Women fulling cloth at the Jewel River of Mishima

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    Kubo shunman was a pupil of Kitao Shigemasa (1739-1820) and produced relaxed and elegant colour prints influenced by Kiyonaga. He was particularly adept at the use of muted colour schemes (benigirai) in the time when the government passed sumptuary regulations during the Tenmei and Kansei periods (1781-1800) forbidding the use of bright colours. 'The six jewel river' is one of the finest works by Shunman. The six rivers are all in different areas of Japan but Shunman’s six rivers from the Mutamagawa series is shown here as a continuous image. The collection of the Ashmolean Museum lacks the fifth image, that of Ogi of Shiga.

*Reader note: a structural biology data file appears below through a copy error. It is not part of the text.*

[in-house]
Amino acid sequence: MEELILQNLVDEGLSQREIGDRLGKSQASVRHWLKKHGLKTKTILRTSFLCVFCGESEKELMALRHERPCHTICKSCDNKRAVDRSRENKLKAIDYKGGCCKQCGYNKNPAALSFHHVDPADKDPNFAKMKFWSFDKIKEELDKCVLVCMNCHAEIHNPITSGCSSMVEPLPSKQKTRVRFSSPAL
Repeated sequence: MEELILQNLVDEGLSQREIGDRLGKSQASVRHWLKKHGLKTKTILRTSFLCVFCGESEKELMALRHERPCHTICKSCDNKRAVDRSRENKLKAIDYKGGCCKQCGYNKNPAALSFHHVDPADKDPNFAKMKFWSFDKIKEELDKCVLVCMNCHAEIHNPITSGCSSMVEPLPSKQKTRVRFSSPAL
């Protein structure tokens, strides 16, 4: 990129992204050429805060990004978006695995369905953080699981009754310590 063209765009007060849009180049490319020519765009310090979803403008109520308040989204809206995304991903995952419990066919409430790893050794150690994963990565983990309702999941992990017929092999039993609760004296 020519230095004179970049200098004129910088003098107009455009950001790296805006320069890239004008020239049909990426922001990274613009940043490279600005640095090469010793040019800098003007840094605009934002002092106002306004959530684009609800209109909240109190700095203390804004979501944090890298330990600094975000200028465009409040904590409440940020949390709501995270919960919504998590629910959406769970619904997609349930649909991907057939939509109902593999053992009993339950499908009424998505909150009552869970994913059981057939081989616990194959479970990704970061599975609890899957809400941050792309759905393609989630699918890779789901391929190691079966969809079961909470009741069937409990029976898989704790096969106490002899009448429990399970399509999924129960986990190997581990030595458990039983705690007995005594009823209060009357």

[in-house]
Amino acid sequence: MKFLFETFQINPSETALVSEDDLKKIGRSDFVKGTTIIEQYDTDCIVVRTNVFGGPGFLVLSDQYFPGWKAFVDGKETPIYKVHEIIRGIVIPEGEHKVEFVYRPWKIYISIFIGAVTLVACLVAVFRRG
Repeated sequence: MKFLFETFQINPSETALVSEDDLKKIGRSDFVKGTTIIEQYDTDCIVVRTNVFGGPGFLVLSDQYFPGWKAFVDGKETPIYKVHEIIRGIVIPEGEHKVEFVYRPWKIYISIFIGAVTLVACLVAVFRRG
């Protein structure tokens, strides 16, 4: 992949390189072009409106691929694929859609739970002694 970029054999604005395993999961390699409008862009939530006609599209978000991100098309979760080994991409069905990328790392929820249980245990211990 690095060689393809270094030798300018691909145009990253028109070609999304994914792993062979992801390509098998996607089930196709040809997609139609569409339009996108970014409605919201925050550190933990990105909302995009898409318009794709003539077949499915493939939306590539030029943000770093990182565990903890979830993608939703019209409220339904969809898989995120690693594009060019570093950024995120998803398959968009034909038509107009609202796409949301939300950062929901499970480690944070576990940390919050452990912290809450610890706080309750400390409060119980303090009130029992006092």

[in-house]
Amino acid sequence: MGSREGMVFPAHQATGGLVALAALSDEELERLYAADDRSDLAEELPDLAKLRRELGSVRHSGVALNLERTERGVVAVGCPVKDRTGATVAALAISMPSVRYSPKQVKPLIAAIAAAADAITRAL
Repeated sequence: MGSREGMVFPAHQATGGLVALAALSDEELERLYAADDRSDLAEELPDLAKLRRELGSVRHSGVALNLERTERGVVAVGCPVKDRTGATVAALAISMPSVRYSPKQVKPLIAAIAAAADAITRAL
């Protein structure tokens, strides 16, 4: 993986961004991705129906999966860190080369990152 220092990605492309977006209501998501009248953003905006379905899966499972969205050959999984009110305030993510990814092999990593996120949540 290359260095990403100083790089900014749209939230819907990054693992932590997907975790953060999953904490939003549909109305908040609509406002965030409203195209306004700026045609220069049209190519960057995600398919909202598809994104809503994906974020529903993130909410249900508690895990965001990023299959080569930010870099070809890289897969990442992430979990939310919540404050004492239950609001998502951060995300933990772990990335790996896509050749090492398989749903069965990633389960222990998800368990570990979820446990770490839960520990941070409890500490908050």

This print is of Mishima no Tamagawa (the Jewel River of Mishima, also known as the Jewel River of Kinuta). On a windy autumn day, a beauty and her maid are standing in front of two women who are smoothing fabric by beating it on a kinuta (a wooden tool). This technique was used as a finishing touch to the garments, in order to smooth them and to enhance glossiness.

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vegetable pigments

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